Well after replacing the engine coolant temperature sensor on my friend's 1990 Camry and seeing the recent threads on the 1UZ-FE, I decided to change it on my 2jzge 1993 sc300. My sensor was probably original and the new part is not too expensive so why not?
I used the following:
Duralast (Autozone) part number: SU4007
If you want to use Toyota:
OEM part number: 8942220010
Online: ~$42 - $52
Many Lexus/Toyota vehicles use the same coolant temperature sensor so it should be easy to find.
"The engine coolant temperature (ECT) sensor measures engine temperature by sensing water temperature. The ECM uses this information for determining the proper air/fuel mixture for all conditions." -via alldata.
If you know how to test it then refer to this:
Green colored harness located under the front intake runner going into the block.
doesn't mind me borrowing his pic from here: https://www.clublexus.com/forums/per...-95-sc300.html
-Ratchet and extension(s)
-Deep socket 19mm (Make sure it fits over the harness side of the sensor and reaches the bolt. I tested it on the new sensor first.)
-Drain pan (coolant will pour out)
-(optional) Remove lower shield under the engine.
-(optional) Place drain pan under car because coolant will poor out once the sensor is removed. It may get messy so have some rags/paper towels ready to soak up excess coolant.
-(optional) If you have a container or pan that will fit under the sensor then it will be easier than removing the lower shield.
-Unplug harness from sensor. The area is pretty tight so I reached under with my right hand to press the release tab and used my left hand to pull on the harness. Came off easily once I got the technique down.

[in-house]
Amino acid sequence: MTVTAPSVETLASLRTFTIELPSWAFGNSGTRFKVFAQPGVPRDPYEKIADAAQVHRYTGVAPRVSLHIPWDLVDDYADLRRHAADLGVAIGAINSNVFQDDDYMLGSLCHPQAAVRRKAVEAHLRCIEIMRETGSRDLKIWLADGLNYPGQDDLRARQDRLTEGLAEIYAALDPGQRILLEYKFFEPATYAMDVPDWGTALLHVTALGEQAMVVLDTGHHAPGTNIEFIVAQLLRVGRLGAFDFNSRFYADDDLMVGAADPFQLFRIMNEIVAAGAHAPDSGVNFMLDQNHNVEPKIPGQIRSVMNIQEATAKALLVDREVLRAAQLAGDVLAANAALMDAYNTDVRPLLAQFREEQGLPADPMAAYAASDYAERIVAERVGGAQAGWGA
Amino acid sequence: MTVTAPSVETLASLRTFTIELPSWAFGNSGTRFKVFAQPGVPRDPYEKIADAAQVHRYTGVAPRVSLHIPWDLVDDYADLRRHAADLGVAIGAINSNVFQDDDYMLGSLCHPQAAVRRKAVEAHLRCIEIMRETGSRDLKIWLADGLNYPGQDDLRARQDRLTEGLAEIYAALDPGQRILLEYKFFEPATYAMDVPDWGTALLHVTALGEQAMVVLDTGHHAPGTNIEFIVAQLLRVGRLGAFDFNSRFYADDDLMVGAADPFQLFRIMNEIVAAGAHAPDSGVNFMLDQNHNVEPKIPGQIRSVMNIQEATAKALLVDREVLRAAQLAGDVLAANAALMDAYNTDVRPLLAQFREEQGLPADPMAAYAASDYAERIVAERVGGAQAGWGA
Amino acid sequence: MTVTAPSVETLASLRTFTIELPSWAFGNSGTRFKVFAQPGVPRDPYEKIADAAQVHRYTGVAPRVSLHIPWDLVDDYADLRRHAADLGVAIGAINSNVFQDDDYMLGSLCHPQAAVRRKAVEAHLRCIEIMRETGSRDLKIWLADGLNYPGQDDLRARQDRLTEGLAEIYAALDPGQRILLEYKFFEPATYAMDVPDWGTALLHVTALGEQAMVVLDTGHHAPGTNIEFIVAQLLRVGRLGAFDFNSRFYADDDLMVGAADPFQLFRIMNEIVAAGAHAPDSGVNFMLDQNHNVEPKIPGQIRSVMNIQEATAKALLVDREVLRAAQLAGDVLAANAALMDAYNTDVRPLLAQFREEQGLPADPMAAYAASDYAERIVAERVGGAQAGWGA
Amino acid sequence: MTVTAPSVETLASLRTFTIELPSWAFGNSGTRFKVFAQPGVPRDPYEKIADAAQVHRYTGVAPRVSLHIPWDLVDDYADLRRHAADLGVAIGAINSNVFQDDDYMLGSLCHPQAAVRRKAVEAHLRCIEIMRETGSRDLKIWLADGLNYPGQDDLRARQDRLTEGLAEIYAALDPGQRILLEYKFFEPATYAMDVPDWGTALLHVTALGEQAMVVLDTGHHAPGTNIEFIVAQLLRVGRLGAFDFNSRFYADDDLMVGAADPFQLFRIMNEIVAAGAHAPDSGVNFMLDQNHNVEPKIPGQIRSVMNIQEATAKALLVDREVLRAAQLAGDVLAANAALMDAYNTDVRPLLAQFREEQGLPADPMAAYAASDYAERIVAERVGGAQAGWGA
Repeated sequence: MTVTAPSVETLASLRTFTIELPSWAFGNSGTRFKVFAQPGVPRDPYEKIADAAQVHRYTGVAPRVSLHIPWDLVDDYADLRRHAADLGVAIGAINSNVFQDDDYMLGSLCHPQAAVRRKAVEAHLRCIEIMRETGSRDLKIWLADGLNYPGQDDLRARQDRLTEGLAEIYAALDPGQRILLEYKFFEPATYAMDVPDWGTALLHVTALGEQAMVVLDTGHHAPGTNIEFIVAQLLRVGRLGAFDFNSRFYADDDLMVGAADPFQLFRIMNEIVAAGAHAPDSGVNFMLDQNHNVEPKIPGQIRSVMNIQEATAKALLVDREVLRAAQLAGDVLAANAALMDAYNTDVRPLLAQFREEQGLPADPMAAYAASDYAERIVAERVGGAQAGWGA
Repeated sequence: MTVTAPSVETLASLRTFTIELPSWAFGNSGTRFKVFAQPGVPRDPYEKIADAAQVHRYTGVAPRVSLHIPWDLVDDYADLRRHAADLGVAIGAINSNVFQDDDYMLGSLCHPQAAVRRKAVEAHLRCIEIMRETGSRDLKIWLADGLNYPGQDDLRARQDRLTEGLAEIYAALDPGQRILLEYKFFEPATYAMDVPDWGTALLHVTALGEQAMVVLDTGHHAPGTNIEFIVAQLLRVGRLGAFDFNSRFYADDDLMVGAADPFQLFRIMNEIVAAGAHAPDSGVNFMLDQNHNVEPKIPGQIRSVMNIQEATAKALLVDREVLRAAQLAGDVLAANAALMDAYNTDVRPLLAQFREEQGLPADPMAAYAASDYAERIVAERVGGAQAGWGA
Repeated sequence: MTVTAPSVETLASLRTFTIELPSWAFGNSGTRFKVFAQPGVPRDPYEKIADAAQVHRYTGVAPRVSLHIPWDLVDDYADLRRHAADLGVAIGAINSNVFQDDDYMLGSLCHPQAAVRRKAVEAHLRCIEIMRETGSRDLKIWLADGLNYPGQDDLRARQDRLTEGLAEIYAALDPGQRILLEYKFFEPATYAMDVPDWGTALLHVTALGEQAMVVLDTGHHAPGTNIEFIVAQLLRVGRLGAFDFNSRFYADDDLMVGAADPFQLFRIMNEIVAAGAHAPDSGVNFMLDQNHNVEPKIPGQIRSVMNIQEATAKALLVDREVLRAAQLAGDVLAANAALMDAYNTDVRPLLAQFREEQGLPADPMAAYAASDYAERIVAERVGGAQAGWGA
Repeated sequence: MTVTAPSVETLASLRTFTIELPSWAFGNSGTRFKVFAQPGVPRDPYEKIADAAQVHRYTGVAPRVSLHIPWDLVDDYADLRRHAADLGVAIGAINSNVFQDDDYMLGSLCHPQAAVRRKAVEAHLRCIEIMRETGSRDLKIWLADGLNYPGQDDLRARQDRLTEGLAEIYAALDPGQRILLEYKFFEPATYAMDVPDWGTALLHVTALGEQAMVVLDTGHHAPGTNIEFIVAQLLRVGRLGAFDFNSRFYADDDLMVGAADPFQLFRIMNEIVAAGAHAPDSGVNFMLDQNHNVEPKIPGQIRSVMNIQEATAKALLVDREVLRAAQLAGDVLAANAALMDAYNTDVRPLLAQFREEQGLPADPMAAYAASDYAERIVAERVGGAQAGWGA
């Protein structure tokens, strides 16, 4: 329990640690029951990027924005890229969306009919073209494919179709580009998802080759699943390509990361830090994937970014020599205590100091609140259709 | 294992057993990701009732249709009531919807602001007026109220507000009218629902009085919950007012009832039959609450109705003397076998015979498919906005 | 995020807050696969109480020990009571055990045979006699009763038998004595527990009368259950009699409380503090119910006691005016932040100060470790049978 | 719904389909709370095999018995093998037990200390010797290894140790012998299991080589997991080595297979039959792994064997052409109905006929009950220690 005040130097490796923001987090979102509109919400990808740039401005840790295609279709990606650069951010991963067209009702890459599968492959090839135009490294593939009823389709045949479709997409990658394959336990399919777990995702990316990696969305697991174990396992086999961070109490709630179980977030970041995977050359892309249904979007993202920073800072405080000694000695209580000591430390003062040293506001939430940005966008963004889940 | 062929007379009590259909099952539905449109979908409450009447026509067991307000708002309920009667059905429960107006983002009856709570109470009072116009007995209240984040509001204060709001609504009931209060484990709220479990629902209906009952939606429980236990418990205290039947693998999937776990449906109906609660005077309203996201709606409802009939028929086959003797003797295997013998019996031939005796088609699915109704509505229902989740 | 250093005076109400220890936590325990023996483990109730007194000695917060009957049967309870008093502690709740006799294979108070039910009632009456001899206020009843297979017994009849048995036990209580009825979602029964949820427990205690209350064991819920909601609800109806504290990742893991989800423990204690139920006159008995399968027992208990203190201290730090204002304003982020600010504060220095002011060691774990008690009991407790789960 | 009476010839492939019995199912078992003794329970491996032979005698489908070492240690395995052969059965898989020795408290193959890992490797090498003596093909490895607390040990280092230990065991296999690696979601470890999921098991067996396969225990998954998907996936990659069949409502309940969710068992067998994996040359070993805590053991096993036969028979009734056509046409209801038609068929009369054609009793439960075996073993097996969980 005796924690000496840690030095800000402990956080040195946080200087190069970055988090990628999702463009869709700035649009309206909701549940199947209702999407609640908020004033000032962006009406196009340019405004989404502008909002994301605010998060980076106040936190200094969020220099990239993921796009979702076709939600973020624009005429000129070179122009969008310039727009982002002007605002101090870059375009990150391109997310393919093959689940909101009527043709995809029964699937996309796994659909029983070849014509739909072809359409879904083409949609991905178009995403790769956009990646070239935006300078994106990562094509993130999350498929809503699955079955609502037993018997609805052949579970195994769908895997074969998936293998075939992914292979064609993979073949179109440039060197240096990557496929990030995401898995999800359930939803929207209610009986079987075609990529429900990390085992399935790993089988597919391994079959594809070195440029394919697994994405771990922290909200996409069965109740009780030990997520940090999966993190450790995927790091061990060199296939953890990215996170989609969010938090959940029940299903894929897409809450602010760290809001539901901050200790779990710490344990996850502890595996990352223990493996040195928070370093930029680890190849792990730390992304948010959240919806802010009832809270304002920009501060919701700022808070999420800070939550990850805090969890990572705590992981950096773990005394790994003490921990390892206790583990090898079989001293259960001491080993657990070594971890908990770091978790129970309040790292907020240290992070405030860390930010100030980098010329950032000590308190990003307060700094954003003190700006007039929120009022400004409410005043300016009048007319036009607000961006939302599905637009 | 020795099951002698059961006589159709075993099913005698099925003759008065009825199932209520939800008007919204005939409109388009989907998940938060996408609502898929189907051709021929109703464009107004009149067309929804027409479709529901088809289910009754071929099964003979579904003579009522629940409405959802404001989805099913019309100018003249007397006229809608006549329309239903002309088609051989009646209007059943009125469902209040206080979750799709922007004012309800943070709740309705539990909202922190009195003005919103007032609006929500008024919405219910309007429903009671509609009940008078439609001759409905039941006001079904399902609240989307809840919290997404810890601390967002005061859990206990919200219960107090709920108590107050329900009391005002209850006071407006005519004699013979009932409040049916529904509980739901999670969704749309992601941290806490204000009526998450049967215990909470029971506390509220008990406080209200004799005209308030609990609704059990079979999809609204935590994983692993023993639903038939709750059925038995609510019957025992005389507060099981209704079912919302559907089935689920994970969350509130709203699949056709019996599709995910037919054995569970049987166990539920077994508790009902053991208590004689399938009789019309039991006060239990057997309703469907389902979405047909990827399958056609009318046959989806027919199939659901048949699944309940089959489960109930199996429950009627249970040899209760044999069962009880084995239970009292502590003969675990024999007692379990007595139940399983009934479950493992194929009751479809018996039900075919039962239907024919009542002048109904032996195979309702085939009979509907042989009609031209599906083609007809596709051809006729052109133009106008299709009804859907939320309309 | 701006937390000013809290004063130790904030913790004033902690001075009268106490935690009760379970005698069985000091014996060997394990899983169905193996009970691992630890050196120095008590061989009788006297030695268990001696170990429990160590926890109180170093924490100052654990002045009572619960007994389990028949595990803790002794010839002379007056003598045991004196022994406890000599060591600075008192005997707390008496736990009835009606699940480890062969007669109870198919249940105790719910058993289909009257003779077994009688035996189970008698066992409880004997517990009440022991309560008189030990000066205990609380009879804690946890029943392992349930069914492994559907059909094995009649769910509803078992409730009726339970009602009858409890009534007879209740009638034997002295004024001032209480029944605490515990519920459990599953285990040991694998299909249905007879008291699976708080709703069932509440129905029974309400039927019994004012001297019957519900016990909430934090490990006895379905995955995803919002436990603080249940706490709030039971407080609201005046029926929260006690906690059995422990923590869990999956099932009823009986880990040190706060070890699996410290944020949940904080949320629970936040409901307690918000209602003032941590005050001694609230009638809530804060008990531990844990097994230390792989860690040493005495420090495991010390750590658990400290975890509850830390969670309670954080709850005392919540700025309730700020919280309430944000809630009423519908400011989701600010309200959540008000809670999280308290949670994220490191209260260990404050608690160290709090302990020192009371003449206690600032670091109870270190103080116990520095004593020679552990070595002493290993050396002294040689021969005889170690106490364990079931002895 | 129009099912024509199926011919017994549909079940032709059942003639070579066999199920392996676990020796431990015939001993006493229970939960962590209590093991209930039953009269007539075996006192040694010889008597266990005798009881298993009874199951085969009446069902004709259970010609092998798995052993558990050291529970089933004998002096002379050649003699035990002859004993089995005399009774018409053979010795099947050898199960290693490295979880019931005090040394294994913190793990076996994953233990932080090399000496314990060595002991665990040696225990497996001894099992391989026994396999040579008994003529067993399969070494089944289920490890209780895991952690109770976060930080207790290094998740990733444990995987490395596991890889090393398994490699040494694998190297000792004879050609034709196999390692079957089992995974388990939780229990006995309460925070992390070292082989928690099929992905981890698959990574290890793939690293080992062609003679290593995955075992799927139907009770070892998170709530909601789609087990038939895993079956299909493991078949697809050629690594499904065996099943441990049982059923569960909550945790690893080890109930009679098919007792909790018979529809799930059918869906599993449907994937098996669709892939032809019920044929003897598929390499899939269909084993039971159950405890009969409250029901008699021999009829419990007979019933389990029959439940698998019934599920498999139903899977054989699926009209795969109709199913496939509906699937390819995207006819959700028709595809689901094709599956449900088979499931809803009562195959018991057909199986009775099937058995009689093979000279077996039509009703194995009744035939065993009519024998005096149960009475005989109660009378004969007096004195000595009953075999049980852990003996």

-Slip the deep socket 19mm over the sensor. Again, the area is pretty tight so it may take some wiggling around to get it on the bolt part. There were several times when I thought the socket was on the bolt, but it was only over the harness plug. Just keep pushing in and rotating the socket slowly until it catches since it is a snug fit.
-While removing the sensor, coolant will start pouring out. Have the new sensor out of the box and ready to install. You can also temporarily plug up the hole with your finger as you reach for the new sensor.
-Screw on the new sensor, tighten, and plug the harness back. Sorry I do not have the torque value, but just make sure you don't overtighten since the part is aluminum. Also, make sure it does not leak.
RESULTS and THOUGHTS
-As far as physical appearance, the old sensor did not look too bad after wiping some of the gunk off. It may have still worked fine.
-I have not noticed any significant performance gains in the last week since, but it seems to accelerate a bit easier. It can just be in my head though...
-I hope that it will improve my miles per gallon (mpg). I am still on the same tank so I will report back with any results.
-Here is my mpg log with brief descriptions. I'll let you guys decide if there are any differences after changing the sensor
Old sensor with some gunk
Old sensor after wiping off gunk
Reference threads from the 1UZ-FE community: